The Hobbit, or There and Back Again is a fantasy novel and children's book by J. R. R. Tolkien. Set in a time "Between the Dawn of Færie and the Dominion of Men", The Hobbit follows the quest of home-loving Bilbo Baggins to win a share of the treasure guarded by the dragon, Smaug. It was published on 21 September 1937 to wide critical acclaim, being nominated for the Carnegie Medal and awarded a prize from the New York Herald Tribune for best juvenile fiction. The book remains popular and is recognized as a classic children's book. Bilbo's journey takes him from light-hearted, rural surroundings into darker, deeper territory. The story is told in the form of an episodic quest, and most chapters introduce a specific creature, or type of creature, of Tolkien's Wilderland. By accepting the disreputable, romantic, fey and adventurous side of his nature (the "Tookish" side) and applying his wits and common sense, Bilbo develops a new level of maturity, competence and wisdom. The prose adventure is interspersed with songs and poetry, many of which serve to lighten the tone of otherwise frightening or dramatic scenes. The final chapters deal with the climactic Battle of Five Armies, where many of the characters and creatures from earlier chapters re-emerge to engage in conflict. Critics have drawn parallels with Tolkien's own experiences and the themes of other writers who fought in World War I. A sequel was requested by his publishers, and as work on the The Lord of the Rings progressed, Tolkien made retrospective accommodations for it in one chapter of The Hobbit. These few but significant changes were integrated into the second edition. Further editions followed, correcting minor errors and reflecting Tolkien's changing concept of the world into which Bilbo stumbled. The work has never been out of print since the paper shortages of the Second World War. Its ongoing legacy encompasses many adaptations for stage, screen, radio, and gaming, both board and video games. Some of these adaptations have received critical recognition of their own, including a video game that won the Golden Joystick Award, a scenario of a war game that won an Origins Award, and an animated picture nominated for a Hugo Award.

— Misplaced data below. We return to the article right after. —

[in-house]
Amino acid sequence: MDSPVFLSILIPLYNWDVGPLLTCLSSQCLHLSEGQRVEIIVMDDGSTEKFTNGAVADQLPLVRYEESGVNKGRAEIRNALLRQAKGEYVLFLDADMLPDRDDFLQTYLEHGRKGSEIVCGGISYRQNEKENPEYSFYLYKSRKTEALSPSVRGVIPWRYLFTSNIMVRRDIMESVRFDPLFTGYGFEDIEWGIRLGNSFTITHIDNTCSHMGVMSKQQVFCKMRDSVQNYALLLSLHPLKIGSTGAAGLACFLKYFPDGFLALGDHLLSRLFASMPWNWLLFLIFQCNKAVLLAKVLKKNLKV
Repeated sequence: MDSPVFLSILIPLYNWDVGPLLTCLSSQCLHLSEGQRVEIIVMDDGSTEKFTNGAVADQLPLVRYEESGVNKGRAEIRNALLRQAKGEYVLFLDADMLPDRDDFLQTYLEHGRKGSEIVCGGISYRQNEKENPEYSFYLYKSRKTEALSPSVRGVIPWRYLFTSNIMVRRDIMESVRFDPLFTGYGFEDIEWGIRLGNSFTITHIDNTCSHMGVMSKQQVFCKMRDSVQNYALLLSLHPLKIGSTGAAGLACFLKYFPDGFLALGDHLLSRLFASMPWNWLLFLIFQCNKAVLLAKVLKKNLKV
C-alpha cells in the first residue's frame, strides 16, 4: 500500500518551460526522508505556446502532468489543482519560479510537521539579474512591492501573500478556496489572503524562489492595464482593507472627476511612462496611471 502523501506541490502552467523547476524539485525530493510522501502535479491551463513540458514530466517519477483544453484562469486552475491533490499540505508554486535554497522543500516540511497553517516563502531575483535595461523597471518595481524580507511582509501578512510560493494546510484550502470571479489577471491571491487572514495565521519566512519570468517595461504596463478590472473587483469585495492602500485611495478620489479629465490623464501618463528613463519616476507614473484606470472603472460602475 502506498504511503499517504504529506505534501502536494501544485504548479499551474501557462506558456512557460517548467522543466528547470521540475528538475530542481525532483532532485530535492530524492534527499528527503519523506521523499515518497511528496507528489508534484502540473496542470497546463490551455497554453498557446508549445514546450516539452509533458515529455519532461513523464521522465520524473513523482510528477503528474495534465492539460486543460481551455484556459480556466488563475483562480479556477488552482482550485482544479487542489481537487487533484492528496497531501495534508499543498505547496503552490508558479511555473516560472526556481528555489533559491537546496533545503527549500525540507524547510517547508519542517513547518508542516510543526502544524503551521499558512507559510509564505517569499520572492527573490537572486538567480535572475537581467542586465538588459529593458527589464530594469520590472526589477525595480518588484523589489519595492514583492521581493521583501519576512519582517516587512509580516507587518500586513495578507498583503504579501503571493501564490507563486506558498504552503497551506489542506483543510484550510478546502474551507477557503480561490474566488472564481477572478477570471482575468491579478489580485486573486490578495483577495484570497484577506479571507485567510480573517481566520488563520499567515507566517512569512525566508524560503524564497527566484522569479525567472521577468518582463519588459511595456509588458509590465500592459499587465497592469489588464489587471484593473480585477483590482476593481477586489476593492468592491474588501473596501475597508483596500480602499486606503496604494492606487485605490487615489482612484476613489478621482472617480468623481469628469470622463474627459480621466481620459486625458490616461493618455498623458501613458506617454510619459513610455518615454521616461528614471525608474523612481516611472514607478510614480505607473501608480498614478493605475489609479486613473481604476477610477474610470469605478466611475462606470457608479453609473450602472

The Hobbit films